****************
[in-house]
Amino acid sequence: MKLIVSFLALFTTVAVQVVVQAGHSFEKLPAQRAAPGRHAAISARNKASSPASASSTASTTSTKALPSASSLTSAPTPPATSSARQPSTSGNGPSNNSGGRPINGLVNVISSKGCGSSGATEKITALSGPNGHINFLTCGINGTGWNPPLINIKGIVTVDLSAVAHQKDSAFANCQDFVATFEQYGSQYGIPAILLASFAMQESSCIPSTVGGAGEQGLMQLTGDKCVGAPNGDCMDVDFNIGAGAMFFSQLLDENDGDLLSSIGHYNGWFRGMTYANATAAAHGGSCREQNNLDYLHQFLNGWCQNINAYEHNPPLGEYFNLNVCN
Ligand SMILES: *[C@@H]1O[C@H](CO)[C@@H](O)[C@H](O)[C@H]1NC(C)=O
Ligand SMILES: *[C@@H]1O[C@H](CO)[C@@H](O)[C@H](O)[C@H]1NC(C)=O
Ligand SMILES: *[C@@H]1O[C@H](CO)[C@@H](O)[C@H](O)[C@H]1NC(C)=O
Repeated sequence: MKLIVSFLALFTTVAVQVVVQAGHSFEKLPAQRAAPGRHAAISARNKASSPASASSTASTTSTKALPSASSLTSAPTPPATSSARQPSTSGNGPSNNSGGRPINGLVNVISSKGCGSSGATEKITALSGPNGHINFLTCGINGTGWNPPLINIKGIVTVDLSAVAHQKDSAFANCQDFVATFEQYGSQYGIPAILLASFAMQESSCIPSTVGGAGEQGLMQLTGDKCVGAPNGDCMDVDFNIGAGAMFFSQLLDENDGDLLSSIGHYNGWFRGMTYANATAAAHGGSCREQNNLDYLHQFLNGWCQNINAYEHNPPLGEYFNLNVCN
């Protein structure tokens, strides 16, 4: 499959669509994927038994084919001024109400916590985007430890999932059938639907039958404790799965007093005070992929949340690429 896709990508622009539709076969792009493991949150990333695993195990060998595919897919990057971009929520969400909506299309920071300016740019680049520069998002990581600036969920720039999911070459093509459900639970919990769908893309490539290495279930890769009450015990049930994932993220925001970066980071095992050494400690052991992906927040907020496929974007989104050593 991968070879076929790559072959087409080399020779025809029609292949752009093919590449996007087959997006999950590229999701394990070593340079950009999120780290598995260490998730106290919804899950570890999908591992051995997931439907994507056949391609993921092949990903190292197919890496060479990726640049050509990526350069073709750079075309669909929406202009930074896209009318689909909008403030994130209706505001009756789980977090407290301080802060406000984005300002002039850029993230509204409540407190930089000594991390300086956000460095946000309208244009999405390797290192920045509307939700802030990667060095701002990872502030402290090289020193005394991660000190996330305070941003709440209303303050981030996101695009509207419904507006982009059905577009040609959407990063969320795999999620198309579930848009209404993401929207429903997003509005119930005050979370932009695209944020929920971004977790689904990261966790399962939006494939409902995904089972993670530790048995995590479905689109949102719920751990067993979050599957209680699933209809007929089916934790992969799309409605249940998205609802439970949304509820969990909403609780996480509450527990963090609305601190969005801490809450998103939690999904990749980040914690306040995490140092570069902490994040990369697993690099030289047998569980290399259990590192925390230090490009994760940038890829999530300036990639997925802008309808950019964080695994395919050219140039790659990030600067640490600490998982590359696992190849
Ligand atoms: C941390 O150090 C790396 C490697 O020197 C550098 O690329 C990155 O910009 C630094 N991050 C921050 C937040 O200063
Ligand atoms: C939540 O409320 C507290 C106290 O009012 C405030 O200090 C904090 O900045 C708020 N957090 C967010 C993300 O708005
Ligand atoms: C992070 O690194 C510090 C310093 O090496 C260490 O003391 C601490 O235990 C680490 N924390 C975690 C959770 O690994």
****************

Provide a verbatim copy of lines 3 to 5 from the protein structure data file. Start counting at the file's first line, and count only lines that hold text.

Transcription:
Ligand SMILES: *[C@@H]1O[C@H](CO)[C@@H](O)[C@H](O)[C@H]1NC(C)=O
Ligand SMILES: *[C@@H]1O[C@H](CO)[C@@H](O)[C@H](O)[C@H]1NC(C)=O
Ligand SMILES: *[C@@H]1O[C@H](CO)[C@@H](O)[C@H](O)[C@H]1NC(C)=O